There are about as many recipes for chicken noodle soup as there are people who enjoy it, which is everyone. Well, everyone but me. I understand that announcing that one does not like chicken noodle soup is tantamount to saying that one dislikes comfort, thick sweaters on brisk fall days, well-padded shoes for long walks and sips of tea from a steamy mug. I get this. But in my defense, I am not the one who broke it.
I believe I owe you some soup. When the soup was promised, it was rainy, bleary, and insufficiently May-like to please me, though I doubt Deb Not Being Pleased ranks anywhere on near the top of the concerns list of whatever powers control the weather (or, for that matter, Deb’s toddler when he’s set his mind to emptying mama’s purse on the floor again), seeing as we have another week of it on order. Fortunately, this is a soup for exactly these trying spring times.
I hadn’t meant for this soup to be so quintessentially early January — that would be, virtually fat free, dairy free, gluten free (miso dependent), vegan and the very picture of healthful do-gooding. It’s about one cube of tofu away from earning a halo or at least being surrounded by singing cherubs. In fact, if you advertised a soup to me with all of those qualities, I’d probably run in the other direction because I am a dietary heathen, and I love butter, even if overdoing it in December now requires it in moderation. For the rest of time.
Lest you think I spend any part of my days doing Important Things — preparing, and totally not at the last second or haphazardly, for my only child’s second birthday, or for his first week of pre-preschool; assembling warm, wholesome meals for his lunch each day; meeting my manuscript deadline; dealing with the shoe bomb that went off in my closet, etc. — it’s only fair and honest that I tell you that I’ve spent a significant portion of the last year considering ways to merge grilled cheese sandwiches and tomato soup in a single vessel.
I’m firmly of the belief that no matter what ails you in the realm of the kitchen, onion soup can cure it. Never cooked before? Don’t think you’ll be able to pull off the kind of cooking you believe you need to go to a restaurant to experience? Start with onion soup. Have only $5 to spend on dinner? Refrigerator is almost bare? Onion soup is your friend. Want your home to have a transcendent aroma bouncing off every wall, the kind that’s so distracting that you don’t even know or care what’s on the stove, only that you must have it now? Onion soup is waiting for you.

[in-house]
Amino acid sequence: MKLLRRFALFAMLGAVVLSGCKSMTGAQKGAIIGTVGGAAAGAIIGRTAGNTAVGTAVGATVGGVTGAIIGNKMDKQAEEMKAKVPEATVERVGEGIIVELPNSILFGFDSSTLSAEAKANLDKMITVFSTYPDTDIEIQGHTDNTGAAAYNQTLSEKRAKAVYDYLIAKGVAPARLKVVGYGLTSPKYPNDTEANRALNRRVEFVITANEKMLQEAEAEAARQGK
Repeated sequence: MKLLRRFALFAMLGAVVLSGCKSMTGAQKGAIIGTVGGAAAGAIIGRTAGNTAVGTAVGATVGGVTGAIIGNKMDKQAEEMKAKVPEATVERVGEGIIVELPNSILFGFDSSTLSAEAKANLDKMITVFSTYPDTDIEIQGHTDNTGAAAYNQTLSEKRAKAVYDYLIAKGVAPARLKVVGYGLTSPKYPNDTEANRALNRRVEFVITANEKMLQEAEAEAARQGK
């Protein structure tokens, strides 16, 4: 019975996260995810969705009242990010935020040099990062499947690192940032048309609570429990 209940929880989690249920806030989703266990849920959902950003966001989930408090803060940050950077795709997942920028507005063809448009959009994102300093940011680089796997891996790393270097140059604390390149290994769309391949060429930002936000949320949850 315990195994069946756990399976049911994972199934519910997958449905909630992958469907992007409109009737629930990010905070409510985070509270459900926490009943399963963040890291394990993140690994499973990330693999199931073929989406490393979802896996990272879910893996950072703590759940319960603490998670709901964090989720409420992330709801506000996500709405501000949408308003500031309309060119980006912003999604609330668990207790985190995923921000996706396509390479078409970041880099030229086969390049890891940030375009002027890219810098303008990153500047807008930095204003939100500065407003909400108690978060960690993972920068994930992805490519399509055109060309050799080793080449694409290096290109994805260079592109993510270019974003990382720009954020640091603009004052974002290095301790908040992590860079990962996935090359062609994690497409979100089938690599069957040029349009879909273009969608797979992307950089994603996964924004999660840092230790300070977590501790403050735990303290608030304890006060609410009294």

Barely two weeks ago, I used the following phrases to describe soup: “vegetables boiled to death,” “assaulted with too much cream,” “whatever healthy things in there cannot be tasted,” and even “what must have been a practical joke” about an especially awful one I’d ordered recently. I admitted that I found soup boring, and my relationship to it has been on especially unstable terms this year after repeated disappointments.
We’re on day two of something called a “wintry mix” which I suspect if I lived in one of those places where one was forced to wear shorts and sunglasses in January, eating food plucked recently from the ground (pea tendrils, anyone?) I’d imagine constituted a fun day of mixed winter activities, like snowfall fights followed by ice skating and then, if you’re not too tuckered out, some hot cocoa before you head home. Alas, a “wintry mix” is the precise reason my only current goal in life is to flee to someplace tropic and sandy.